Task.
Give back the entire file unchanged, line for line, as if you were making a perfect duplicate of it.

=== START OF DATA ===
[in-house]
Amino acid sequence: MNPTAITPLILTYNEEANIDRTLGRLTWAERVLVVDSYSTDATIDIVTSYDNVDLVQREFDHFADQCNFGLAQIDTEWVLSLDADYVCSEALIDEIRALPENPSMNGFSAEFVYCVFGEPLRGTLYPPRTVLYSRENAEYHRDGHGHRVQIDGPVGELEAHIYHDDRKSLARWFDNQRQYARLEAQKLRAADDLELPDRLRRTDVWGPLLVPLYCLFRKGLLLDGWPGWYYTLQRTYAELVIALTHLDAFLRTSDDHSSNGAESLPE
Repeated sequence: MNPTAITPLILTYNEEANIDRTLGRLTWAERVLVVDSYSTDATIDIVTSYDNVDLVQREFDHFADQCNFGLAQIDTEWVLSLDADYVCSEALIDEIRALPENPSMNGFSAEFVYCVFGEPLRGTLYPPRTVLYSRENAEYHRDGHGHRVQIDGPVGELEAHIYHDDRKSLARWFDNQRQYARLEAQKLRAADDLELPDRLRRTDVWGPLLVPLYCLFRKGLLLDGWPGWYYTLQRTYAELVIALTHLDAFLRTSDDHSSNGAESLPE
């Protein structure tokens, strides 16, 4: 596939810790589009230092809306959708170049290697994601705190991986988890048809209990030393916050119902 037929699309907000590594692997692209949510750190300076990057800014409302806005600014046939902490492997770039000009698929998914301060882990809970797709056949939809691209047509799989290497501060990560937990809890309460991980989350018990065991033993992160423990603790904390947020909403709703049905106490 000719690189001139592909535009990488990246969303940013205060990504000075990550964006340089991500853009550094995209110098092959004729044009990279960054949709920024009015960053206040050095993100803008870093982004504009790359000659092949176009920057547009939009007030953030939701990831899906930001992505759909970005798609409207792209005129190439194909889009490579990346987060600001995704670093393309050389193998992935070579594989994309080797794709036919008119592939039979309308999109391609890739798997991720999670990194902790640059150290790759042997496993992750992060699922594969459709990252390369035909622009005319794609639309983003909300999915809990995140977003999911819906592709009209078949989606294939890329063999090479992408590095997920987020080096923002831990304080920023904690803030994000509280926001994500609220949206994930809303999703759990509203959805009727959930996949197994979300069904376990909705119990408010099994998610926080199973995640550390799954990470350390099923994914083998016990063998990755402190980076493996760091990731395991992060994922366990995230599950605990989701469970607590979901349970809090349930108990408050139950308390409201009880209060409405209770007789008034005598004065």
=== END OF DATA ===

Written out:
[in-house]
Amino acid sequence: MNPTAITPLILTYNEEANIDRTLGRLTWAERVLVVDSYSTDATIDIVTSYDNVDLVQREFDHFADQCNFGLAQIDTEWVLSLDADYVCSEALIDEIRALPENPSMNGFSAEFVYCVFGEPLRGTLYPPRTVLYSRENAEYHRDGHGHRVQIDGPVGELEAHIYHDDRKSLARWFDNQRQYARLEAQKLRAADDLELPDRLRRTDVWGPLLVPLYCLFRKGLLLDGWPGWYYTLQRTYAELVIALTHLDAFLRTSDDHSSNGAESLPE
Repeated sequence: MNPTAITPLILTYNEEANIDRTLGRLTWAERVLVVDSYSTDATIDIVTSYDNVDLVQREFDHFADQCNFGLAQIDTEWVLSLDADYVCSEALIDEIRALPENPSMNGFSAEFVYCVFGEPLRGTLYPPRTVLYSRENAEYHRDGHGHRVQIDGPVGELEAHIYHDDRKSLARWFDNQRQYARLEAQKLRAADDLELPDRLRRTDVWGPLLVPLYCLFRKGLLLDGWPGWYYTLQRTYAELVIALTHLDAFLRTSDDHSSNGAESLPE
């Protein structure tokens, strides 16, 4: 596939810790589009230092809306959708170049290697994601705190991986988890048809209990030393916050119902 037929699309907000590594692997692209949510750190300076990057800014409302806005600014046939902490492997770039000009698929998914301060882990809970797709056949939809691209047509799989290497501060990560937990809890309460991980989350018990065991033993992160423990603790904390947020909403709703049905106490 000719690189001139592909535009990488990246969303940013205060990504000075990550964006340089991500853009550094995209110098092959004729044009990279960054949709920024009015960053206040050095993100803008870093982004504009790359000659092949176009920057547009939009007030953030939701990831899906930001992505759909970005798609409207792209005129190439194909889009490579990346987060600001995704670093393309050389193998992935070579594989994309080797794709036919008119592939039979309308999109391609890739798997991720999670990194902790640059150290790759042997496993992750992060699922594969459709990252390369035909622009005319794609639309983003909300999915809990995140977003999911819906592709009209078949989606294939890329063999090479992408590095997920987020080096923002831990304080920023904690803030994000509280926001994500609220949206994930809303999703759990509203959805009727959930996949197994979300069904376990909705119990408010099994998610926080199973995640550390799954990470350390099923994914083998016990063998990755402190980076493996760091990731395991992060994922366990995230599950605990989701469970607590979901349970809090349930108990408050139950308390409201009880209060409405209770007789008034005598004065």